• Stephen Goudge, Paliare Roland LLP
  • Julia Holland, Torys LLP
  • Gavin Hume, Harris & Co
  • Jasminka Kalajdzic, Windsor Law School
  • Darrel Pink, Nova Scotia Barristers’ Society
  • Stephen Pitel, Western University
  • Amy Salyzyn, University of Ottawa
  • Noel Semple, Windsor Law School

Although I won’t be attending this year, I do have an ethical question for the panels to consider, especially in light of the topic of Dr. Vaughan’s keynote address about the too-cosy relationships between large law firms and some major clients:

Example Situation: A Large Law Firm lawyer acts unethically. Should the law firm refund the client’s payments for ‘work done’?

And just to make it interesting for the discussion panels at the Ethics Forum, the following example is real, and involves one of the law firms (but not the lawyers) participating on the panels:    Read more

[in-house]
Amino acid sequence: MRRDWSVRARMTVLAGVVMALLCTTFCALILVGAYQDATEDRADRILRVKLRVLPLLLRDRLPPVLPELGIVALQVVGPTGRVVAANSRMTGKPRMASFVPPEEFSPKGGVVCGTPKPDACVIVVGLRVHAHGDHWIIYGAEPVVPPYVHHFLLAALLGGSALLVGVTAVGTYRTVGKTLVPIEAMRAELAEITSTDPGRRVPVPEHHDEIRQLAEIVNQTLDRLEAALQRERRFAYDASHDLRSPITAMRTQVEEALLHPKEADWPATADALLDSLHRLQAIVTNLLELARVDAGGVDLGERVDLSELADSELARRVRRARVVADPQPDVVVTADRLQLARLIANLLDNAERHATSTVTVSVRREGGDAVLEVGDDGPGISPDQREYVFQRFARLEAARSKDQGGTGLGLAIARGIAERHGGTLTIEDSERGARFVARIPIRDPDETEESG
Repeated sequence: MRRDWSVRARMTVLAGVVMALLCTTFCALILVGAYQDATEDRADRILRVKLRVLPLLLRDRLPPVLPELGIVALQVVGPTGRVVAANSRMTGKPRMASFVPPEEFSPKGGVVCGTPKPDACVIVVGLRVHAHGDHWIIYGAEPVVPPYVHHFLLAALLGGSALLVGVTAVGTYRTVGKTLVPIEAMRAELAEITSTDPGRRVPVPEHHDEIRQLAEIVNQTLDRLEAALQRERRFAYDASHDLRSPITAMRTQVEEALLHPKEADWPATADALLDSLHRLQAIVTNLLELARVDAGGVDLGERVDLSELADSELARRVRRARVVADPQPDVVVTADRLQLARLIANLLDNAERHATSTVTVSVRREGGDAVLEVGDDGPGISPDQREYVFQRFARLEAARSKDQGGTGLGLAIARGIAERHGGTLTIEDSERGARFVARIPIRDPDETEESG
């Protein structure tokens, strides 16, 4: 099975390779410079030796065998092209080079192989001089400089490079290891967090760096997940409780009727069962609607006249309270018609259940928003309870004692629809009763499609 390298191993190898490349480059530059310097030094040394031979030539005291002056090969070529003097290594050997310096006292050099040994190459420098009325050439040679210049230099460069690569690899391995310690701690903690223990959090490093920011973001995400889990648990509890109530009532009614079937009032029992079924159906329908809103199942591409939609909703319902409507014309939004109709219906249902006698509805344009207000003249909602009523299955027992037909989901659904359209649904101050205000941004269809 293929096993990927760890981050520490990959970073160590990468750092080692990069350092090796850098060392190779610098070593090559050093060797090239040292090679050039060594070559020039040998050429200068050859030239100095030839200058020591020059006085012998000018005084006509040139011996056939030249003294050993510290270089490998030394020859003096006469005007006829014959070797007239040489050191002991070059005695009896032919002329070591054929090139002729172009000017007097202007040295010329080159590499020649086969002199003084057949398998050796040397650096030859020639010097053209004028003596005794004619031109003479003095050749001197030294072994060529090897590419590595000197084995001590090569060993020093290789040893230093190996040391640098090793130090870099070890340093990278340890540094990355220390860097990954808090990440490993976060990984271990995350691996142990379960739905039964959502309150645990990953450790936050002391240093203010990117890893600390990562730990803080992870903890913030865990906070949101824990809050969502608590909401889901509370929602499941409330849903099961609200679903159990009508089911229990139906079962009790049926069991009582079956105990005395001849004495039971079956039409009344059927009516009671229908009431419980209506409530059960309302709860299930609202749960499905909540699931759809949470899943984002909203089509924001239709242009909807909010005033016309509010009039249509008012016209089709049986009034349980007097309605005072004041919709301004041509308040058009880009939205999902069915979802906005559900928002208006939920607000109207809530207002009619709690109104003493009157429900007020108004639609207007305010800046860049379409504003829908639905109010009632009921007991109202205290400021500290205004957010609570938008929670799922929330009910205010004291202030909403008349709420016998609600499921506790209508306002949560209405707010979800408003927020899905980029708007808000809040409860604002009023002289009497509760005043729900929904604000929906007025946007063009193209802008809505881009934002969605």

Guest Column: How one self-represented litigant lost in court, but won the larger battle

blind-justice canada-private

Reader ‘John” reminds us that ‘Justice’ can sometimes be won outside of court

I have seen one self represented litigant actually win, but in the court of public opinion after the case was tossed for a technicality in filing.

In 1995 or thereabouts Leonard Earl St. Hill represented the Scotland District Association against the Attorney General and Prime Minister of Barbados.

Mr. St. Hill was no lawyer. He appeared before Mr. Frank King and was opposed by the Attorney General.

The Prime Minister of Barbados, as far as the Scotland District Association alleged, acted ultra vires in placing a garbage dump in the National Park on land zoned for the supply of water.

Once the case was lost the Government applied for security for costs of $60,000 BDS if I remember correctly, effectively killing the appeal.